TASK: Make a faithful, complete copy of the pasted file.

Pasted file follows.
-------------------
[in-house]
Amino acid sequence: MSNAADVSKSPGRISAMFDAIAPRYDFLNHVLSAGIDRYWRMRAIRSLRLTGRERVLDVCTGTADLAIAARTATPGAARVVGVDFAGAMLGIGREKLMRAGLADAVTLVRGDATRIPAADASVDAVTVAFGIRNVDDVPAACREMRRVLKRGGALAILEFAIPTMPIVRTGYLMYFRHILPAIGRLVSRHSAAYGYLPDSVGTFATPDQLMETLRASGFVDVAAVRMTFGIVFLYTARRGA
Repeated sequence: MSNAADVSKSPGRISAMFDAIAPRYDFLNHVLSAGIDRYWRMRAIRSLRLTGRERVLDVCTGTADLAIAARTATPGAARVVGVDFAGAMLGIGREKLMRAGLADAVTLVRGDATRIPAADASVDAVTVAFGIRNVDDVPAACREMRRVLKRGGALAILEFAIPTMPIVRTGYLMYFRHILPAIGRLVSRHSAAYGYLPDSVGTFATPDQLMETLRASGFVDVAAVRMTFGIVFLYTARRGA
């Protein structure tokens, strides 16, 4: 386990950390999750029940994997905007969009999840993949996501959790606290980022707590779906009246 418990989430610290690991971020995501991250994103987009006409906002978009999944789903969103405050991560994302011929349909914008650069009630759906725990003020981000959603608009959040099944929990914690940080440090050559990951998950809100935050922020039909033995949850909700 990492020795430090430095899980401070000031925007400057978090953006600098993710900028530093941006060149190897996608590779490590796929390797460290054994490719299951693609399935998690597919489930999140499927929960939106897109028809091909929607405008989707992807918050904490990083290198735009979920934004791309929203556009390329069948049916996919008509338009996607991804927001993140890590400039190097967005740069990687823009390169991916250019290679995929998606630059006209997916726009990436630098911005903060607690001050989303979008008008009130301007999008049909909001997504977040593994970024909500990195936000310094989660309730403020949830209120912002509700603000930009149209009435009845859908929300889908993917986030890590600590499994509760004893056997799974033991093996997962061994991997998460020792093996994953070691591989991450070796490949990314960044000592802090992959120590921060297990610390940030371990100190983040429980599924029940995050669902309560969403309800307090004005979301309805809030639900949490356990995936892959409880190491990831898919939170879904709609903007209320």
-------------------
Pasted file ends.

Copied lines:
[in-house]
Amino acid sequence: MSNAADVSKSPGRISAMFDAIAPRYDFLNHVLSAGIDRYWRMRAIRSLRLTGRERVLDVCTGTADLAIAARTATPGAARVVGVDFAGAMLGIGREKLMRAGLADAVTLVRGDATRIPAADASVDAVTVAFGIRNVDDVPAACREMRRVLKRGGALAILEFAIPTMPIVRTGYLMYFRHILPAIGRLVSRHSAAYGYLPDSVGTFATPDQLMETLRASGFVDVAAVRMTFGIVFLYTARRGA
Repeated sequence: MSNAADVSKSPGRISAMFDAIAPRYDFLNHVLSAGIDRYWRMRAIRSLRLTGRERVLDVCTGTADLAIAARTATPGAARVVGVDFAGAMLGIGREKLMRAGLADAVTLVRGDATRIPAADASVDAVTVAFGIRNVDDVPAACREMRRVLKRGGALAILEFAIPTMPIVRTGYLMYFRHILPAIGRLVSRHSAAYGYLPDSVGTFATPDQLMETLRASGFVDVAAVRMTFGIVFLYTARRGA
């Protein structure tokens, strides 16, 4: 386990950390999750029940994997905007969009999840993949996501959790606290980022707590779906009246 418990989430610290690991971020995501991250994103987009006409906002978009999944789903969103405050991560994302011929349909914008650069009630759906725990003020981000959603608009959040099944929990914690940080440090050559990951998950809100935050922020039909033995949850909700 990492020795430090430095899980401070000031925007400057978090953006600098993710900028530093941006060149190897996608590779490590796929390797460290054994490719299951693609399935998690597919489930999140499927929960939106897109028809091909929607405008989707992807918050904490990083290198735009979920934004791309929203556009390329069948049916996919008509338009996607991804927001993140890590400039190097967005740069990687823009390169991916250019290679995929998606630059006209997916726009990436630098911005903060607690001050989303979008008008009130301007999008049909909001997504977040593994970024909500990195936000310094989660309730403020949830209120912002509700603000930009149209009435009845859908929300889908993917986030890590600590499994509760004893056997799974033991093996997962061994991997998460020792093996994953070691591989991450070796490949990314960044000592802090992959120590921060297990610390940030371990100190983040429980599924029940995050669902309560969403309800307090004005979301309805809030639900949490356990995936892959409880190491990831898919939170879904709609903007209320």